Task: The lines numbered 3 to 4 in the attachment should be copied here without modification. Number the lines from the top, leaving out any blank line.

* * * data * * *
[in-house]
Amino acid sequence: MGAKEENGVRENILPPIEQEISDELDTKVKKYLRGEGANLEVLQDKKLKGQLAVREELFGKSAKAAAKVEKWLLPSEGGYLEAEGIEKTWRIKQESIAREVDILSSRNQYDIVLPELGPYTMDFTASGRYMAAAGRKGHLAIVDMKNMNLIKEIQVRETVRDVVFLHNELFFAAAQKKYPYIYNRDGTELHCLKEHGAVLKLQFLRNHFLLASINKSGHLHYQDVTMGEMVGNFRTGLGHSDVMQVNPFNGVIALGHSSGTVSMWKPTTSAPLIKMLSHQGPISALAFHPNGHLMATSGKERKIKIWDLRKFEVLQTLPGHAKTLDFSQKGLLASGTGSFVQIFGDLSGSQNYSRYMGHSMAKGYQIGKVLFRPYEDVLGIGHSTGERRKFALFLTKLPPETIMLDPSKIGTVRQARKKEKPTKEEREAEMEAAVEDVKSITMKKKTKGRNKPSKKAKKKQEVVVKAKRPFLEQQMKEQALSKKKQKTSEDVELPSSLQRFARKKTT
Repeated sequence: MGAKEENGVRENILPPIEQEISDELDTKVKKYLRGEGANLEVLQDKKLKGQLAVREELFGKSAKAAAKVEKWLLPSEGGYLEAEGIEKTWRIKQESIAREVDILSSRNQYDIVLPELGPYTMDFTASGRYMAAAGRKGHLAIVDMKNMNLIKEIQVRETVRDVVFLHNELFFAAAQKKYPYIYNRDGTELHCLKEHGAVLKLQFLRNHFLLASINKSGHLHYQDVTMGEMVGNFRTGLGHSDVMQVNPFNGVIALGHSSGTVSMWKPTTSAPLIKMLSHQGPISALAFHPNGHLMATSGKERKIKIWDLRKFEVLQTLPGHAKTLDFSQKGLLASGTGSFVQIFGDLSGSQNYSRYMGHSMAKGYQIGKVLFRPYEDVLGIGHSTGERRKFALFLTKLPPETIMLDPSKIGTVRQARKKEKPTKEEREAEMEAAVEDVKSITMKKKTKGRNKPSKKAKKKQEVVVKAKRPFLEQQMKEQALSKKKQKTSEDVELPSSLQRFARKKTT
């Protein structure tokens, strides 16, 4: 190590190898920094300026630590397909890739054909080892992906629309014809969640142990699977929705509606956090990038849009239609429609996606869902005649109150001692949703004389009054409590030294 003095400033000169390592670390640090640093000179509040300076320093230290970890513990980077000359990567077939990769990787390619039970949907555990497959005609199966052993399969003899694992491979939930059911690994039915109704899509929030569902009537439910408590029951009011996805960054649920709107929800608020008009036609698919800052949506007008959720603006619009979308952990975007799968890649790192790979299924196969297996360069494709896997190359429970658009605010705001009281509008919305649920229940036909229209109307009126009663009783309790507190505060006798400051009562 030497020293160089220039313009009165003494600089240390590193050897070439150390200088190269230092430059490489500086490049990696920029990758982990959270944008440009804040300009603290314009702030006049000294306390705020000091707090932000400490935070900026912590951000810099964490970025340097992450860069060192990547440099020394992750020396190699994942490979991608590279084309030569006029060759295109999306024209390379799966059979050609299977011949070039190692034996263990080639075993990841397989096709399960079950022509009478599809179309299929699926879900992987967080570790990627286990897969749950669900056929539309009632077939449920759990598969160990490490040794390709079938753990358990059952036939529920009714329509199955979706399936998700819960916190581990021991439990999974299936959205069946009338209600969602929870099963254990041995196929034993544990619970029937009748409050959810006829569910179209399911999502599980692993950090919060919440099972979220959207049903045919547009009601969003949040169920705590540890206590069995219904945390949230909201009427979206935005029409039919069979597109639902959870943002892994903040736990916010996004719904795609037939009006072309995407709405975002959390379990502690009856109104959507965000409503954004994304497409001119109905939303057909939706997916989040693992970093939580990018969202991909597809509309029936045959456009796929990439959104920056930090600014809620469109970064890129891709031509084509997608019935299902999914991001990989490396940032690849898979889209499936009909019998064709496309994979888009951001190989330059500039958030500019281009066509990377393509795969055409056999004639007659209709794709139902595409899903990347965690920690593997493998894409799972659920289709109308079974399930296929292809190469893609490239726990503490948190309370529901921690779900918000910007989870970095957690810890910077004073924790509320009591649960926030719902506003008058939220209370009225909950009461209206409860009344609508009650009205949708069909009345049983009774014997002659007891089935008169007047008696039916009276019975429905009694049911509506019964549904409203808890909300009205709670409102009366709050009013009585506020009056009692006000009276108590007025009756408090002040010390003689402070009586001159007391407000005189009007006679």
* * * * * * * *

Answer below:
Repeated sequence: MGAKEENGVRENILPPIEQEISDELDTKVKKYLRGEGANLEVLQDKKLKGQLAVREELFGKSAKAAAKVEKWLLPSEGGYLEAEGIEKTWRIKQESIAREVDILSSRNQYDIVLPELGPYTMDFTASGRYMAAAGRKGHLAIVDMKNMNLIKEIQVRETVRDVVFLHNELFFAAAQKKYPYIYNRDGTELHCLKEHGAVLKLQFLRNHFLLASINKSGHLHYQDVTMGEMVGNFRTGLGHSDVMQVNPFNGVIALGHSSGTVSMWKPTTSAPLIKMLSHQGPISALAFHPNGHLMATSGKERKIKIWDLRKFEVLQTLPGHAKTLDFSQKGLLASGTGSFVQIFGDLSGSQNYSRYMGHSMAKGYQIGKVLFRPYEDVLGIGHSTGERRKFALFLTKLPPETIMLDPSKIGTVRQARKKEKPTKEEREAEMEAAVEDVKSITMKKKTKGRNKPSKKAKKKQEVVVKAKRPFLEQQMKEQALSKKKQKTSEDVELPSSLQRFARKKTT
């Protein structure tokens, strides 16, 4: 190590190898920094300026630590397909890739054909080892992906629309014809969640142990699977929705509606956090990038849009239609429609996606869902005649109150001692949703004389009054409590030294 003095400033000169390592670390640090640093000179509040300076320093230290970890513990980077000359990567077939990769990787390619039970949907555990497959005609199966052993399969003899694992491979939930059911690994039915109704899509929030569902009537439910408590029951009011996805960054649920709107929800608020008009036609698919800052949506007008959720603006619009979308952990975007799968890649790192790979299924196969297996360069494709896997190359429970658009605010705001009281509008919305649920229940036909229209109307009126009663009783309790507190505060006798400051009562 030497020293160089220039313009009165003494600089240390590193050897070439150390200088190269230092430059490489500086490049990696920029990758982990959270944008440009804040300009603290314009702030006049000294306390705020000091707090932000400490935070900026912590951000810099964490970025340097992450860069060192990547440099020394992750020396190699994942490979991608590279084309030569006029060759295109999306024209390379799966059979050609299977011949070039190692034996263990080639075993990841397989096709399960079950022509009478599809179309299929699926879900992987967080570790990627286990897969749950669900056929539309009632077939449920759990598969160990490490040794390709079938753990358990059952036939529920009714329509199955979706399936998700819960916190581990021991439990999974299936959205069946009338209600969602929870099963254990041995196929034993544990619970029937009748409050959810006829569910179209399911999502599980692993950090919060919440099972979220959207049903045919547009009601969003949040169920705590540890206590069995219904945390949230909201009427979206935005029409039919069979597109639902959870943002892994903040736990916010996004719904795609037939009006072309995407709405975002959390379990502690009856109104959507965000409503954004994304497409001119109905939303057909939706997916989040693992970093939580990018969202991909597809509309029936045959456009796929990439959104920056930090600014809620469109970064890129891709031509084509997608019935299902999914991001990989490396940032690849898979889209499936009909019998064709496309994979888009951001190989330059500039958030500019281009066509990377393509795969055409056999004639007659209709794709139902595409899903990347965690920690593997493998894409799972659920289709109308079974399930296929292809190469893609490239726990503490948190309370529901921690779900918000910007989870970095957690810890910077004073924790509320009591649960926030719902506003008058939220209370009225909950009461209206409860009344609508009650009205949708069909009345049983009774014997002659007891089935008169007047008696039916009276019975429905009694049911509506019964549904409203808890909300009205709670409102009366709050009013009585506020009056009692006000009276108590007025009756408090002040010390003689402070009586001159007391407000005189009007006679």